Three men prosecuted for illegally dumping shredded waste as soil

Three men have been fined for allowing shredded waste including plastic to be dumped on their land, incorrectly describing it as soil, in a move to avoid the costs of legal disposal.

Last week John Anthony Wood, David Langhorne and John Bernard Charles Campbell, who were all company directors of waste firm Viridis Group, pleaded guilty to waste offences at  Peterlee Magistrates’ Court. Viridis Group had two environmental permits for a waste transfer station and the manufacture of soil at a site in Bishop Auckland, County Durham.

The court heard that Environment Agency (EA) officers visited the site in 2017 and saw attempts by a vehicle to deposit shredded mixed waste next to an area designated as the soil manufacturing facility. 

The EA said paperwork from the driver described the waste as ‘soil’, which would attract a lower rate of landfill tax. Officers stopped the misdescribed waste from being tipped and noted that a large amount of shredded waste products – around 17,000 cubic metres - rather than soil was on the site, which was a breach of the company’s permit.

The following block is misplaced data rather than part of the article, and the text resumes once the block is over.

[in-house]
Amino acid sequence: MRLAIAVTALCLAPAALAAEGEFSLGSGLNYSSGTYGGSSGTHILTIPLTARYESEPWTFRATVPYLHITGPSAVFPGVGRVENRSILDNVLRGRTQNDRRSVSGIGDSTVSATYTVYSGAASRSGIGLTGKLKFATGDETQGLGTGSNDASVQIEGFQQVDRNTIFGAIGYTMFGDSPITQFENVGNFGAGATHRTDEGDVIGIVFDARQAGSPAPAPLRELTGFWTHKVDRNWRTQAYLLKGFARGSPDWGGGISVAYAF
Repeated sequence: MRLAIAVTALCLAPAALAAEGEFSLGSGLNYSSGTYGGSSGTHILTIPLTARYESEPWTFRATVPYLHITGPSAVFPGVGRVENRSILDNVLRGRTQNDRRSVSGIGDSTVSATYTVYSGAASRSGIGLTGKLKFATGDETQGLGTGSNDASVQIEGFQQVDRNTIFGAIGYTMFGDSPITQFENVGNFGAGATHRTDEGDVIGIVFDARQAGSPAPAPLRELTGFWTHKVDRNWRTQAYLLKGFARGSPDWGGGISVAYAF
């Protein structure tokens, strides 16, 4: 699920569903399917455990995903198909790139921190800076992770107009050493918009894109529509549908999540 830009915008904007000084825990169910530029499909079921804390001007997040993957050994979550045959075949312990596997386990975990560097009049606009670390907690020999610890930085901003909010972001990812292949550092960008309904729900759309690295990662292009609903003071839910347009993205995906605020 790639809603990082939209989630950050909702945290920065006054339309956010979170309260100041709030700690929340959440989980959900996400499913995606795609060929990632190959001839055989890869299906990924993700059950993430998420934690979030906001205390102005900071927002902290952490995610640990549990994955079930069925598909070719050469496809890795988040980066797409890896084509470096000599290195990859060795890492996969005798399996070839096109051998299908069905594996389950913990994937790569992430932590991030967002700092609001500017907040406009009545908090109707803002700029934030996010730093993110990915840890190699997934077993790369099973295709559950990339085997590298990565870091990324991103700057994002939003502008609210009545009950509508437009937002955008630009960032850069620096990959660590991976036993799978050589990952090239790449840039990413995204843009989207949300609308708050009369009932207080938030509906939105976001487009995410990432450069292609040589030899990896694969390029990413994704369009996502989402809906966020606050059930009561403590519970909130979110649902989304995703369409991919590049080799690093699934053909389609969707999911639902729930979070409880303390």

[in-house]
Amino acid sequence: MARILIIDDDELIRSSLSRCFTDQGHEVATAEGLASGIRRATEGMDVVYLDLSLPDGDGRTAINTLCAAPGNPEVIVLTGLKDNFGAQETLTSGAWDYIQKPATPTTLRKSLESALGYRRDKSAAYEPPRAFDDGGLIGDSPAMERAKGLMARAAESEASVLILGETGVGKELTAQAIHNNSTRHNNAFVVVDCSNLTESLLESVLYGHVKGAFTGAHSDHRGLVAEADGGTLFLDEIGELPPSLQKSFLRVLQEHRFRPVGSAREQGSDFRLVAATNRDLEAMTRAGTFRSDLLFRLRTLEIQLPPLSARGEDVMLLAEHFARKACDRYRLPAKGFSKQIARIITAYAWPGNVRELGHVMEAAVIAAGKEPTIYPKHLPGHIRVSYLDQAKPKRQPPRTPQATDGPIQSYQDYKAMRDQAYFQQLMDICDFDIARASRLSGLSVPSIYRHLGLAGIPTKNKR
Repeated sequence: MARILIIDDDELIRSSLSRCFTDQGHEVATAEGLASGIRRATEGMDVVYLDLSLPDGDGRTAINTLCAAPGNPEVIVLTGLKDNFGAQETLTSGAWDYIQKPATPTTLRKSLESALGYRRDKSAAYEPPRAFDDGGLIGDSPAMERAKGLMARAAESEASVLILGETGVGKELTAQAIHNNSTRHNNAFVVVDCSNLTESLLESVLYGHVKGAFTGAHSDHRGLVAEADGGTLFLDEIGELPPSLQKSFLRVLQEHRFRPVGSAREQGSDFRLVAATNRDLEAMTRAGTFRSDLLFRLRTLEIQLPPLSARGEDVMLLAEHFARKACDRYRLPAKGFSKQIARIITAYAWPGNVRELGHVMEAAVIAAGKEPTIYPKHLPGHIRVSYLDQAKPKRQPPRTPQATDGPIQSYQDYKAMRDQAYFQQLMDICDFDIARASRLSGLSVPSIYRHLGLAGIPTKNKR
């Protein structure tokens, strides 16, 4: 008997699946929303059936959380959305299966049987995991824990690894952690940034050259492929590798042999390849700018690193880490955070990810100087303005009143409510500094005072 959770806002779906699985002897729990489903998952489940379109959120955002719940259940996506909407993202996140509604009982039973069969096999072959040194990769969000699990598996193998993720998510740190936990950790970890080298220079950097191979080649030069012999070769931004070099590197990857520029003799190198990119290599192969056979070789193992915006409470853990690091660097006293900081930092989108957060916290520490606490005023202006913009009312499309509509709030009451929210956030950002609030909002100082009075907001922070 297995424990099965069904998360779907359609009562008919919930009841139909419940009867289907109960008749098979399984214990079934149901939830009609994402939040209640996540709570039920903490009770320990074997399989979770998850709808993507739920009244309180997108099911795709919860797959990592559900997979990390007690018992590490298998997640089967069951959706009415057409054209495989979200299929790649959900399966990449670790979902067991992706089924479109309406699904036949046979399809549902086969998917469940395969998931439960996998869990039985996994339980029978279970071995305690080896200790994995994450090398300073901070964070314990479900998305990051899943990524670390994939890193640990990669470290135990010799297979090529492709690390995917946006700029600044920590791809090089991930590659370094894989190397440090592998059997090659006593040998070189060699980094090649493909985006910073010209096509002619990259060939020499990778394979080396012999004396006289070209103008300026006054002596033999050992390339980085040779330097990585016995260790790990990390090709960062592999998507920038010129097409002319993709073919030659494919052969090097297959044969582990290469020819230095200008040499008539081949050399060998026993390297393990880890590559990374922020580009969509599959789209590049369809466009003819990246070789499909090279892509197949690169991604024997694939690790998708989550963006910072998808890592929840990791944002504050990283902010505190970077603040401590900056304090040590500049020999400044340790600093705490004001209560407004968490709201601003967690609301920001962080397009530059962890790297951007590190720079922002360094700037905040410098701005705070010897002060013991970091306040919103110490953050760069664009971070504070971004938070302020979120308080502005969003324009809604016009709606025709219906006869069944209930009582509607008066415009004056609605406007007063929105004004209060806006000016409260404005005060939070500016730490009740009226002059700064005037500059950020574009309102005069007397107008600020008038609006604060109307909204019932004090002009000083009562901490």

The EA then issued an enforcement notice ordering the illegal waste to be removed, but this was not complied with. 

The court heard that in the months that followed, the waste, which was dumped on land not authorised or engineered to manage polluting wastes, started to smell and produce a leachate, impacting on the environment. 

An EA spokesperson said: “During sentencing, the judge noted that the offences were perpetrated for financial gain at a potentially huge environmental cost. The land here was not designed for waste such as this and their actions could have had a really detrimental impact on the environment, as well as undermining local waste operators.”

As well as being fined a total of more than £2,500 and ordered to pay costs amounting to £16,000, all three men were disqualified from acting as company directors for five years.

Wood pleaded guilty to neglecting to ensure the conditions of an enforcement notice to remove illegal waste from the site was adhered to, while Langhorne pleaded guilty to the same offence as well as a separate charge of neglecting to ensure the company complied with its own management systems in relation to pollution prevention.

Campbell had previously pleaded guilty to neglecting to ensure the conditions of an enforcement notice to remove illegal waste from the site was adhered to, consenting to the company not complying with its own management systems in relation to pollution prevention and a third change of consenting to receive and deposit waste not authorised by the permit.  

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